Nash Gallery Response
Response from early on in class...seem to have not mentioned any specific pieces, apologies.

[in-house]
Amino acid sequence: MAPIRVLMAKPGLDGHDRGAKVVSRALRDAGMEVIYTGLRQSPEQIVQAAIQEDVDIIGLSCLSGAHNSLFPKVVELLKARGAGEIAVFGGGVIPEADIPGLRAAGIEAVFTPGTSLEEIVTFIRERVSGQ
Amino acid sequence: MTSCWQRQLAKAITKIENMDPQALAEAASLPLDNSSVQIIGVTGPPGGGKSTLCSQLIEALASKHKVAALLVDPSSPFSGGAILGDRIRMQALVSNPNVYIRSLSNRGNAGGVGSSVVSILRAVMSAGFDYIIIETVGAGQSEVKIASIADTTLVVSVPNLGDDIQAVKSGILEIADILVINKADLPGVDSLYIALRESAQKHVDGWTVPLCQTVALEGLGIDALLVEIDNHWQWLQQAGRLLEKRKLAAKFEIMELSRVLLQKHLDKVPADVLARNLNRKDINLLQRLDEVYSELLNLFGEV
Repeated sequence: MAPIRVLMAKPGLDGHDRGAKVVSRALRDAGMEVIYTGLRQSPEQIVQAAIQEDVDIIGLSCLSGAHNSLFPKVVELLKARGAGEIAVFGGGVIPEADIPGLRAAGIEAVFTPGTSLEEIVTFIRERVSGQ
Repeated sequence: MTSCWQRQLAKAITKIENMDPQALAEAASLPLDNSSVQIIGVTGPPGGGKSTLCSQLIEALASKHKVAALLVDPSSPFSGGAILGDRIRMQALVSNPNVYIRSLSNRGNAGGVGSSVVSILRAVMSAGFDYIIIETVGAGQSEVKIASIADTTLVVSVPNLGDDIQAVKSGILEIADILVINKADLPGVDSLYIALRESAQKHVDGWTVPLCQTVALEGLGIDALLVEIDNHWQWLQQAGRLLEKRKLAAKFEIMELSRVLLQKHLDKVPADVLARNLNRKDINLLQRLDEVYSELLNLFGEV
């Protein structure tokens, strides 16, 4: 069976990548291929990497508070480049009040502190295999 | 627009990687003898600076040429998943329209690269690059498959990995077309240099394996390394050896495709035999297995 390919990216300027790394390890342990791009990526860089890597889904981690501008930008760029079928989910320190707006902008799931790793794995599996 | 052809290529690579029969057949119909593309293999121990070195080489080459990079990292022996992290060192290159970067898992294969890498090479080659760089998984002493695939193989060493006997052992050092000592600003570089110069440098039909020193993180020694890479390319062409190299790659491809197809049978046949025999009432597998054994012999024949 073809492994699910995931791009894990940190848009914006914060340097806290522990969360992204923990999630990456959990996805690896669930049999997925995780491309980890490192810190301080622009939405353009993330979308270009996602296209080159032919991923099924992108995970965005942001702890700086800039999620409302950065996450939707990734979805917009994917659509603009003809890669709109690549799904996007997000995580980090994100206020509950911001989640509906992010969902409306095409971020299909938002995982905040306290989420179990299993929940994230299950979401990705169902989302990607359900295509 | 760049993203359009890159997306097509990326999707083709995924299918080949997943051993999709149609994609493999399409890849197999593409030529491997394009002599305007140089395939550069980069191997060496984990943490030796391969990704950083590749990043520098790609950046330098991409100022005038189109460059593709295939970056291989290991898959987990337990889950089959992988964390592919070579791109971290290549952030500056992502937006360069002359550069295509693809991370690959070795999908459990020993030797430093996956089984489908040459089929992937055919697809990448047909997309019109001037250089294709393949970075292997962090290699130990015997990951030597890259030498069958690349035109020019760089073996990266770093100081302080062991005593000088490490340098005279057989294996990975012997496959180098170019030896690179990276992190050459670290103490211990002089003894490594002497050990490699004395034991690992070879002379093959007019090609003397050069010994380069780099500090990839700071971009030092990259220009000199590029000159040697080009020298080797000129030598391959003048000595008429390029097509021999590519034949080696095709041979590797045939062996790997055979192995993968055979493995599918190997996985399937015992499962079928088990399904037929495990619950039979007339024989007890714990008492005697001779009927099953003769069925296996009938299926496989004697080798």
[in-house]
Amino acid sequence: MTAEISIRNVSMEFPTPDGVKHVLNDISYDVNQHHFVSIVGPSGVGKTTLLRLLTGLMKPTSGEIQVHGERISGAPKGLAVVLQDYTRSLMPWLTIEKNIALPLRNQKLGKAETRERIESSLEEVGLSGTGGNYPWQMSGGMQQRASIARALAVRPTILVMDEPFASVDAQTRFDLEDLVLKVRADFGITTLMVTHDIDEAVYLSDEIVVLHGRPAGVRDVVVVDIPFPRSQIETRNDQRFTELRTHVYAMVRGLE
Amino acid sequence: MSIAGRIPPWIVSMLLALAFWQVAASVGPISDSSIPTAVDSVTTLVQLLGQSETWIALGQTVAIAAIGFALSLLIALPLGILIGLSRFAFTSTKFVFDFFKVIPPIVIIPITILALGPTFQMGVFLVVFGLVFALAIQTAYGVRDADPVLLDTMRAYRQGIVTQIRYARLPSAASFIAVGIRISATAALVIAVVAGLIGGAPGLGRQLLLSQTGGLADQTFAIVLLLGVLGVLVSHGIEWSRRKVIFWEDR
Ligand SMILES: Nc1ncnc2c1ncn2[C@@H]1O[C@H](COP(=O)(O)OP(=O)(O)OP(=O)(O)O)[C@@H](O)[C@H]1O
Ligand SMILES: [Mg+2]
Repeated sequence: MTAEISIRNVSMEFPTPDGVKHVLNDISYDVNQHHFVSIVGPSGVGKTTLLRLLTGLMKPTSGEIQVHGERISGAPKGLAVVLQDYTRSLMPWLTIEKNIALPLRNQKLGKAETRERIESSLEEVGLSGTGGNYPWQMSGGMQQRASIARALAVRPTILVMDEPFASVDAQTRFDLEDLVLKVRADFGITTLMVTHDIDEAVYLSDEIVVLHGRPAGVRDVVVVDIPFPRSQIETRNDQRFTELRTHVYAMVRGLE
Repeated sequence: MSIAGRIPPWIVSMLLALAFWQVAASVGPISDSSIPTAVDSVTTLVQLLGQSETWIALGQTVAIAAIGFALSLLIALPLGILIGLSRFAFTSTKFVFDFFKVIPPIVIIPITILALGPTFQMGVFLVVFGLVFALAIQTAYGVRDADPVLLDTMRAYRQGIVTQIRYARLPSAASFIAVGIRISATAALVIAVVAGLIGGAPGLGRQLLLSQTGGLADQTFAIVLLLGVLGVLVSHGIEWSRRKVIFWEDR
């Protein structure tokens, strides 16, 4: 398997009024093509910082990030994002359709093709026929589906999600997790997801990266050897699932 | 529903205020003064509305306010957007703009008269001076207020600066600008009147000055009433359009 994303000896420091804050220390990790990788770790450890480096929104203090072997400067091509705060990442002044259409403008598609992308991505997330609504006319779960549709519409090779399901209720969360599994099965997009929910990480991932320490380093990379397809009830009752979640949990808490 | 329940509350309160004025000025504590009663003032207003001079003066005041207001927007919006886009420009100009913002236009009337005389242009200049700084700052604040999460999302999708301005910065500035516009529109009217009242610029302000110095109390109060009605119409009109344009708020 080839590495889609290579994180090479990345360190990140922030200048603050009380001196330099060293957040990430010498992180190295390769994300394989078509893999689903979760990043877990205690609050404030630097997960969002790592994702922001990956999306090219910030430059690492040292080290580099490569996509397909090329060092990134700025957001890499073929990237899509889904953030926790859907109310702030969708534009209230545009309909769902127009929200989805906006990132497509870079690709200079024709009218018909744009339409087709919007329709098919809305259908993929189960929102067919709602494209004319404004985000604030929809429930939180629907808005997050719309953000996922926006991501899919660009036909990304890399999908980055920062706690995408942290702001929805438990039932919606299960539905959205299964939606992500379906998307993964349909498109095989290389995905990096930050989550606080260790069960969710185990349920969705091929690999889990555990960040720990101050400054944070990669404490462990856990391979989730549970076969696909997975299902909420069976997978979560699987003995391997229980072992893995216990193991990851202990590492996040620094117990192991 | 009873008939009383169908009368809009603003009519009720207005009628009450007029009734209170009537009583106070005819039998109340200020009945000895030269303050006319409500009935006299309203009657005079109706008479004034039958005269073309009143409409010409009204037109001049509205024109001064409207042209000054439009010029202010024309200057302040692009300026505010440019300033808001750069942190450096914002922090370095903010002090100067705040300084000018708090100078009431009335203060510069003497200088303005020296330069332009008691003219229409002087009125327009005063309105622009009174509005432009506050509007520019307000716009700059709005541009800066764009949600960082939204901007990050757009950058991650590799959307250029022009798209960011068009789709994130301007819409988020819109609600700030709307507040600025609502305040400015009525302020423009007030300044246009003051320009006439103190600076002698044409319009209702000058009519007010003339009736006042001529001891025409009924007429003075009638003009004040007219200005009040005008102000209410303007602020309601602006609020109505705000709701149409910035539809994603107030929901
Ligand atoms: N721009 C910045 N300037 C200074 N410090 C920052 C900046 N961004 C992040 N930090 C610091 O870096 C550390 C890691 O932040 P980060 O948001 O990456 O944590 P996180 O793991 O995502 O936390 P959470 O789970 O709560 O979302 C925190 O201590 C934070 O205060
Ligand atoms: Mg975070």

The current presentation in the Nash Gallery requires a pretty specific audience. To me, I see pieces of random stuff pasted together much like I did in my youth with the remains of my father's latest carpentry project. The presentation of a found object with deeper meanings has always been lost to me. You are taking the work of someone else and gluing it into yours, thus altering the true meaning and story of that piece. I understand that I assimilate what I've seen into my work, wether I am completely aware or not, but somehow their method always comes across as plagiarism. Your piece could not exist without the help of another artist, and whilst you are saying that the piece was found, you again are claiming that YOU found it, it is YOURS to use. Ranting aside, I did not feel as though I could connect with the pieces. The first few photo collages were appealing in a color and composition sense, but the meanings often went right over my head. This is entirely my fault as I do not follow much on the politics of the world, or have much knowledge whatsoever on other countries. The pieces also took on a rather repetitive nature. While it is important for a collection to connect, it is also important to have enough variety that the viewer is interested in which the next piece has to tell, not just "oh, another photo altered piece with floating old people and their history in images." While individuality can also be elaborated on within the added text (little white information sheets to the side), page long elaborations weaken the piece. Visiting the Nash, this time and on other occasions, has merely stressed to me that I have issues situating myself within the "intended audience" category of today's art.